It was our last full day in Cape Town, and we had a lot of plans. Visiting the Cape of Good Hope, for one, and the Cape Point, since there seemed to be a lot of fuss about capes in this town.
Funnily enough, the fuss turned out to be well deserved, as you can see above. There was quite a lot of trekking, several strong gusts of salty sea air, and a few strange animals, including this guy, who was surprisingly friendly and unperturbed by the group of humans surrounding him with flashing cameras.
By the end of the day I felt sufficiently outdoors-y and decided it was time for a good meal. Luckily, a friend of a friend knows what's good to eat in Cape Town and pointed us in the direction of the Olympia Bakery of Kalk Bay. We walked up to the place a bit before sunset, as the weather turned chilly and damp and the wind picked up. Nature is exhausting sometimes and this cafe, well-worn around the edges and filled with warm, fresh bread and cookies, was more than inviting.
To be honest, though, when we stepped in we were a bit unsure. The tables were empty, the kitchen exposed... I toyed with the idea that we had been misdirected by the "friend of a friend." It was then that a rusty-haired woman in an apron walked up to us and said a cheery "Hello!" I think she was quite intuitive, because she spent the next five minutes convincing us to stay with a passion that only true gourmets possess, describing the heavenly delights of South African seafood.
"Just have a seat and order a plate of mussels and a salad, and I'll bring by a plate of fresh bread and the menus. Trust me, you'll love it." That was the hook. I looked around and had flashbacks to some of the best bakeries and cafes in San Francisco, their disregard for the snobbery of high class restaurants in deference to what really matters: good food.
Luckily my friends were nearly delirious with hunger so I managed to convince them too.
The bread came first, which was a bit of an issue because we finished two plates before the waitress managed to bring the mussels. Once they came, though, our attention was diverted to their buttery perfection, beige against pitch black shells. They swam in a pool of creamy broth that, once the mussels were finished, we sopped up with bread (yes, she brought more), and once that finished we just ladled into our mouths with spoons (we would have used straws if it came down to it).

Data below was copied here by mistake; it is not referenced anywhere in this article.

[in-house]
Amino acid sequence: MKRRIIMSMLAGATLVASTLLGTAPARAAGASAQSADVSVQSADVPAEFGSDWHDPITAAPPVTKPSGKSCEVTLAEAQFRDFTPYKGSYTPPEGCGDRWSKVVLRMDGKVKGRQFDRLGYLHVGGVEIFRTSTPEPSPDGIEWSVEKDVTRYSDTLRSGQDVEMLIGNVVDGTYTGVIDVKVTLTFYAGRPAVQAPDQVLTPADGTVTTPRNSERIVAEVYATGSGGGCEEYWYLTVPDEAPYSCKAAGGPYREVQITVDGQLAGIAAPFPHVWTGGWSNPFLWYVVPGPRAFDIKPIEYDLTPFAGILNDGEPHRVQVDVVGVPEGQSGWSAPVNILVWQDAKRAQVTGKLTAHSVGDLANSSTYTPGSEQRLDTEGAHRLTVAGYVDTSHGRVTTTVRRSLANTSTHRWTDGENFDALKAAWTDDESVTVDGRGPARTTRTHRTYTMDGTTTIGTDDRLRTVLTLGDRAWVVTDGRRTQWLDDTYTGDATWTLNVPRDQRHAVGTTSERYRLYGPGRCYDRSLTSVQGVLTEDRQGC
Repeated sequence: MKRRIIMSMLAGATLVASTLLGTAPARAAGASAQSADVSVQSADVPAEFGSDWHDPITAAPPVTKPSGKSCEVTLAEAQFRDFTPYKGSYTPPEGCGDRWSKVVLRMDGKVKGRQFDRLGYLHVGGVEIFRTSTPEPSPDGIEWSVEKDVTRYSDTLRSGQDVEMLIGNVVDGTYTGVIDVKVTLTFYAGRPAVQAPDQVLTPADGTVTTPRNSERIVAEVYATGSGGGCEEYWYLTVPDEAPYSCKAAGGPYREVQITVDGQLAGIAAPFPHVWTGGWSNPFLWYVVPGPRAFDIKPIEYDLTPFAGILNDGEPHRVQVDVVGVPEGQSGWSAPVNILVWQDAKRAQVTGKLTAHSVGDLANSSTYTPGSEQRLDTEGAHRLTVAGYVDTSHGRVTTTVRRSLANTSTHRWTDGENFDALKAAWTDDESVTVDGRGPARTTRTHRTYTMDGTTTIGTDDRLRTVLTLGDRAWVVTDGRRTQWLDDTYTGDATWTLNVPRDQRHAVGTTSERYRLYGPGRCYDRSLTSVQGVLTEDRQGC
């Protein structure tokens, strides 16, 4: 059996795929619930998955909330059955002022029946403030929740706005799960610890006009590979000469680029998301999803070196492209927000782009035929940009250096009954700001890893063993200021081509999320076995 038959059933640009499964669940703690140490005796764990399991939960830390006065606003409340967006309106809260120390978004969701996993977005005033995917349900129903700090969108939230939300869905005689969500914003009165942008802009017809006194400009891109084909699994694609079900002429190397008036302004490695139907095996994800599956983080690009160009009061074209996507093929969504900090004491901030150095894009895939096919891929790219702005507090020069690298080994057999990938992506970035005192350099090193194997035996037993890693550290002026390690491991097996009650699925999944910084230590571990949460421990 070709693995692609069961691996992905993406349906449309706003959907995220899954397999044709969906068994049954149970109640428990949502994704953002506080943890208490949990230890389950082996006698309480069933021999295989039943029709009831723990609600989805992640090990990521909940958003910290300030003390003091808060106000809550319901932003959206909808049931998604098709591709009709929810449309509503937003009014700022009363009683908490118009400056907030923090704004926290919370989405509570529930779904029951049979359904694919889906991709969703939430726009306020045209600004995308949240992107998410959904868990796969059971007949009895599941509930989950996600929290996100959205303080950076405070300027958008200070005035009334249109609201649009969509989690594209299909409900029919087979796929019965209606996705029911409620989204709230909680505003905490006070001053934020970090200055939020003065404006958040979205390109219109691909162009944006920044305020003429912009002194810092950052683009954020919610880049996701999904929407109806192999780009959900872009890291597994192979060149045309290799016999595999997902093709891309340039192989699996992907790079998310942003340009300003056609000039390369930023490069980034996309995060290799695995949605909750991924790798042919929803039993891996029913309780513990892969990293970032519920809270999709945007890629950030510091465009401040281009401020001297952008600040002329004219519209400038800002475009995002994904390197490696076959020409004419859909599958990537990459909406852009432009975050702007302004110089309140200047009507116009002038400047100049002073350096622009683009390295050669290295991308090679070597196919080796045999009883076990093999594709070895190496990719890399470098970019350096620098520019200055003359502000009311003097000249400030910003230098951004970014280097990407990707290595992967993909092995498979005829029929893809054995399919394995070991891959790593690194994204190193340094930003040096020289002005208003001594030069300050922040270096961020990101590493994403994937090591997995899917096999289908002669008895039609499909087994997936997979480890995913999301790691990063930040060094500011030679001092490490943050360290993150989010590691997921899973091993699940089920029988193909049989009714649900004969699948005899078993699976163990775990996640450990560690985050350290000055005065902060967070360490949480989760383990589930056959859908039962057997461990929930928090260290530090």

As was recommended, we picked out a salad too, with roasted butternut squash, goats cheese, avocado, and cherry tomatoes. Afterwards came the main courses: tuna steak, freshly caught and barely seared and Italian polenta topped with ricotta-stuffed aubergines.
At this point the sun had set and the cafe was packed, as were our stomachs. But I have a general principle that states: when you enter a bakery, do not leave without a baked good. And I should let you know that I am quite a principled person, one who follows her principles, and so I stuck to this one too.
It's rare when the end of a meal is just as exciting as the beginning. But in this case, the humbly named lemon tart managed to impress a full stomach as much as bread and mussels impressed an empty one. The custard was smooth, tangy, sweet, and the layer on top was caramelized like a crème brûlée.
Topped off with a latte and some foam art that resembles either a pigeon with mangled wings or a mythical flying squirrel, it made for a more than satisfying meal. In fact, by the end of it we had grown accustomed to the homey Olympia Bakery and didn't think to leave until a group of waiting customers stood right by our table and peered at us impatiently. At least some people know a good thing when they see it.
7975 Kalk Bay, South Africa